On the twelfth day of Christmas the Court of Appeal gave to me…

18 Nov 2019

The recent case of Shelbourne v Cancer Research highlights the importance of ensuring you are safe at office Christmas parties over the festive period. The judge at first instance has ruled that employers may not be vicariously liable for their workers actions.

The Claimant brought a claim for vicarious liability when she injured her spine after being picked up and dropped by a fellow worker. She claimed that the workplace had inadequate supervision / organisation and that the workplace was vicariously liable for the actions of her fellow worker. The Claimant was unsuccessful on first instance and was later refused permission to be appealed in the Court of Appeal.

The pivotal claims that set out the basis for vicarious liability are those of Cox v Ministry of Defence [2016] and Mohamud v WM Morrision Supermarkets Plc [2016]. The cases set out that in order for an employer to be vicariously liable for the actions of an employee, the employee must have been acting ‘in course of their employment’.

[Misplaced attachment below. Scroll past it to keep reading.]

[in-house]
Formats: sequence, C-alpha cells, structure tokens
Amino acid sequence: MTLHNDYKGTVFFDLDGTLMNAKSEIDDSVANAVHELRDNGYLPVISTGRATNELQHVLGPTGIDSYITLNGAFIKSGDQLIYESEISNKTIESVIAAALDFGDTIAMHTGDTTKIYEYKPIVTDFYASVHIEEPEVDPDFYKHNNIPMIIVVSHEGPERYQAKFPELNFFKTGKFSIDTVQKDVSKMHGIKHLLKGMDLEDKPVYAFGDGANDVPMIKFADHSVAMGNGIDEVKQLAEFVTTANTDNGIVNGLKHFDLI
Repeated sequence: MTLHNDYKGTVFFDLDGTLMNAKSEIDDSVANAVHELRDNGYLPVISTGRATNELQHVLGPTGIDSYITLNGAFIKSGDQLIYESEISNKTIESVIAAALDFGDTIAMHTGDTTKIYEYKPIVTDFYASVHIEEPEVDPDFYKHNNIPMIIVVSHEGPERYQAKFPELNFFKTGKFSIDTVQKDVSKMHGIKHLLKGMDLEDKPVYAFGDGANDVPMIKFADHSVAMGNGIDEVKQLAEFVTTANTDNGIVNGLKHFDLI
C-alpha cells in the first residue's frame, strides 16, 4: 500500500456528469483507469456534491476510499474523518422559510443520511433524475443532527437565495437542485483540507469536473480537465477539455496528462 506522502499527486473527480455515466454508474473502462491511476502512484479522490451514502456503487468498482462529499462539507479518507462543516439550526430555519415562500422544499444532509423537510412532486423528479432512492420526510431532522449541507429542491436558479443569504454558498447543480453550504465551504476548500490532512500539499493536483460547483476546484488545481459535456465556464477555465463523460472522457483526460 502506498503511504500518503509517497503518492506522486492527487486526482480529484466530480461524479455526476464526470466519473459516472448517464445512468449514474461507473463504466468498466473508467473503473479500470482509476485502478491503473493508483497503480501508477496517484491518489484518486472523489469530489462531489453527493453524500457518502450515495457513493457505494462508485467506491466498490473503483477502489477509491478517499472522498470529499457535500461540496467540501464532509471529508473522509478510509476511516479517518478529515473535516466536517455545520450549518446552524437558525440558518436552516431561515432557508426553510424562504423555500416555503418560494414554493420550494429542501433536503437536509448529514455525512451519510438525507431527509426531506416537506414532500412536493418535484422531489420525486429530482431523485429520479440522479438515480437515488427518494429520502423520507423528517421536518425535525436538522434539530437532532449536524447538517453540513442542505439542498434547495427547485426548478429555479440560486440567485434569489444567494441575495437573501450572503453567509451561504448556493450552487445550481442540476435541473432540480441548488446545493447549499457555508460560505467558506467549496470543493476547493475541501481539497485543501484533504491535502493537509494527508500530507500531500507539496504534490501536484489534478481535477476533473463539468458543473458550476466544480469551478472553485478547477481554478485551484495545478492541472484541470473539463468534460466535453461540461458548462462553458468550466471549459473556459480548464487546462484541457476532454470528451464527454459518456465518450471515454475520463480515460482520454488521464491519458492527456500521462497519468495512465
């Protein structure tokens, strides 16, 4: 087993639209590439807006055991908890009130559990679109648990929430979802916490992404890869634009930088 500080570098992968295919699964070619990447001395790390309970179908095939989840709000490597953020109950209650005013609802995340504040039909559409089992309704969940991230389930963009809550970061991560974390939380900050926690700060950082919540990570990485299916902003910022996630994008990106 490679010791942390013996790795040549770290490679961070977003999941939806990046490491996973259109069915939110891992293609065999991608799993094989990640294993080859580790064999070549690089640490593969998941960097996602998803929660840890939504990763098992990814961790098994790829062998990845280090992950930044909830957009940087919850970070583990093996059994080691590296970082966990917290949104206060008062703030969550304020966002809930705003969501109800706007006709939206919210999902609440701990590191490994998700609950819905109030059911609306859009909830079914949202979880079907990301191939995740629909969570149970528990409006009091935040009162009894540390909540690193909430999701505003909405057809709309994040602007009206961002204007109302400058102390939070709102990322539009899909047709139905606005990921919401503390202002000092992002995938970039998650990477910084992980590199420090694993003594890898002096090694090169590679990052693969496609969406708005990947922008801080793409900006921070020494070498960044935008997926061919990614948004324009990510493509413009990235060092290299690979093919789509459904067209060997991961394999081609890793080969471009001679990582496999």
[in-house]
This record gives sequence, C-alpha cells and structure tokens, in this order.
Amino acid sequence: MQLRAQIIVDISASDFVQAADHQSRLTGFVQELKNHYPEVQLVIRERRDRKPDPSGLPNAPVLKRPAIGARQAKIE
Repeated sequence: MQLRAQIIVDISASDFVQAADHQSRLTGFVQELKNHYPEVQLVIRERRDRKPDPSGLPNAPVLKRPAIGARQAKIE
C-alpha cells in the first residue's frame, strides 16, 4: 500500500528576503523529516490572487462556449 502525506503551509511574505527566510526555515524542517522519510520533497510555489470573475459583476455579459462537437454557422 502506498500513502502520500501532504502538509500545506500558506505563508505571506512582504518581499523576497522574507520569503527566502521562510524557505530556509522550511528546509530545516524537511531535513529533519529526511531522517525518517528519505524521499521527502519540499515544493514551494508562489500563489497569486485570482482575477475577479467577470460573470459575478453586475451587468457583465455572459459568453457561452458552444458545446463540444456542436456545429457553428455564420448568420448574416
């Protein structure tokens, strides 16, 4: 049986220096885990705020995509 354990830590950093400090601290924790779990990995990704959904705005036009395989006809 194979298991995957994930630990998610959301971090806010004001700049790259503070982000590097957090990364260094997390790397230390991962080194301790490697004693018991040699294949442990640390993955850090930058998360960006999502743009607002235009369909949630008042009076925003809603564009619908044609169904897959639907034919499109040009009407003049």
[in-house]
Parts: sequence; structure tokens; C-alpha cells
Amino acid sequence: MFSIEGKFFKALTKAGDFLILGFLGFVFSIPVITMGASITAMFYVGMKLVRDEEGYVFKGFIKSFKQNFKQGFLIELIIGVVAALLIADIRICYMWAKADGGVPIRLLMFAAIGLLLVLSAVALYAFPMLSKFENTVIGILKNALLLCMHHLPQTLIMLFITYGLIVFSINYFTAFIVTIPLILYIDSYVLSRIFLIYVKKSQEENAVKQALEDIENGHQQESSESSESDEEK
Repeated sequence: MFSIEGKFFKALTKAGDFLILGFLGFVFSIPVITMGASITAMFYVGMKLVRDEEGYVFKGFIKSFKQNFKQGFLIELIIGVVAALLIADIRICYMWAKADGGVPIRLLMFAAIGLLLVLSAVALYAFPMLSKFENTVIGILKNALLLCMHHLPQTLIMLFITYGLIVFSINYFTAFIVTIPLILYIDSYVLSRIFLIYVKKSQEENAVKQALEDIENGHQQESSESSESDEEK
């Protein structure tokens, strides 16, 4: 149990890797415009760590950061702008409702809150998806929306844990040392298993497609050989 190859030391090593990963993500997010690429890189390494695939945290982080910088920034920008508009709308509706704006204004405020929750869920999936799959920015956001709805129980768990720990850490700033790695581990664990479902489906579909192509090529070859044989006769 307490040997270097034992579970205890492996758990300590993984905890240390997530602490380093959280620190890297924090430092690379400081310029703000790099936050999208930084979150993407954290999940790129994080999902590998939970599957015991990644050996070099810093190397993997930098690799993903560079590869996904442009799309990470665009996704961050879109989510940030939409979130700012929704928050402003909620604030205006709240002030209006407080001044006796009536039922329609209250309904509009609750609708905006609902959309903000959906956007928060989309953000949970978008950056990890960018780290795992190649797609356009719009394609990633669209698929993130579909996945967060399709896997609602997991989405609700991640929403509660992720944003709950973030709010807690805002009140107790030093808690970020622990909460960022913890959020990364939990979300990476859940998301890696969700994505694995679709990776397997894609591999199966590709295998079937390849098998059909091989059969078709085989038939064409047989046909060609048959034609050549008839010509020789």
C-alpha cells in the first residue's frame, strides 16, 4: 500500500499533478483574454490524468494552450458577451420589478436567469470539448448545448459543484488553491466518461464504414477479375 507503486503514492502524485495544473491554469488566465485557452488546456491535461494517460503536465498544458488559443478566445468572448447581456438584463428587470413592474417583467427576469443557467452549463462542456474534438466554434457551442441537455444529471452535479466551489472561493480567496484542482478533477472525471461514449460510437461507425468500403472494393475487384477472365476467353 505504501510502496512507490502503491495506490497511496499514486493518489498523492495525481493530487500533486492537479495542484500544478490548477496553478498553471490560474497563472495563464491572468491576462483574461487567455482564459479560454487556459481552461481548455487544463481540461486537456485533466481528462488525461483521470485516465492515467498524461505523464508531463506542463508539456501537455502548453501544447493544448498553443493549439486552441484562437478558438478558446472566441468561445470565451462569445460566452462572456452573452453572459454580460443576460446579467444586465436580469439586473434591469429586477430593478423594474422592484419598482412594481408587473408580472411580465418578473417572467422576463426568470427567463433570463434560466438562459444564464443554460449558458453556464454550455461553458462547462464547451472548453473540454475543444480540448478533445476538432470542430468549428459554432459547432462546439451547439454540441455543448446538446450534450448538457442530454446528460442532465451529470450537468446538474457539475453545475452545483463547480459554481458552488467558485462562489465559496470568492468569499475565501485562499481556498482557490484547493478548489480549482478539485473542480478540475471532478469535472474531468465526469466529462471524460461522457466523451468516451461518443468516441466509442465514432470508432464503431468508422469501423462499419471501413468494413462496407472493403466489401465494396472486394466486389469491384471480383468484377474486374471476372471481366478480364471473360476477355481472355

The stance that the Court of Appeal took was that a works Christmas party is an optional event that employees / workers can attend if they wish to do so, the fellow worker had in fact lifted other employees up and they had not reported this as a concern and the employee was not acting in course of their employment.

This case highlights that a connection between an ‘employee’ and a ‘workplace’ is not sufficient for an employer to be held vicariously liable for an employees actions, Claimants must go further to prove negligence.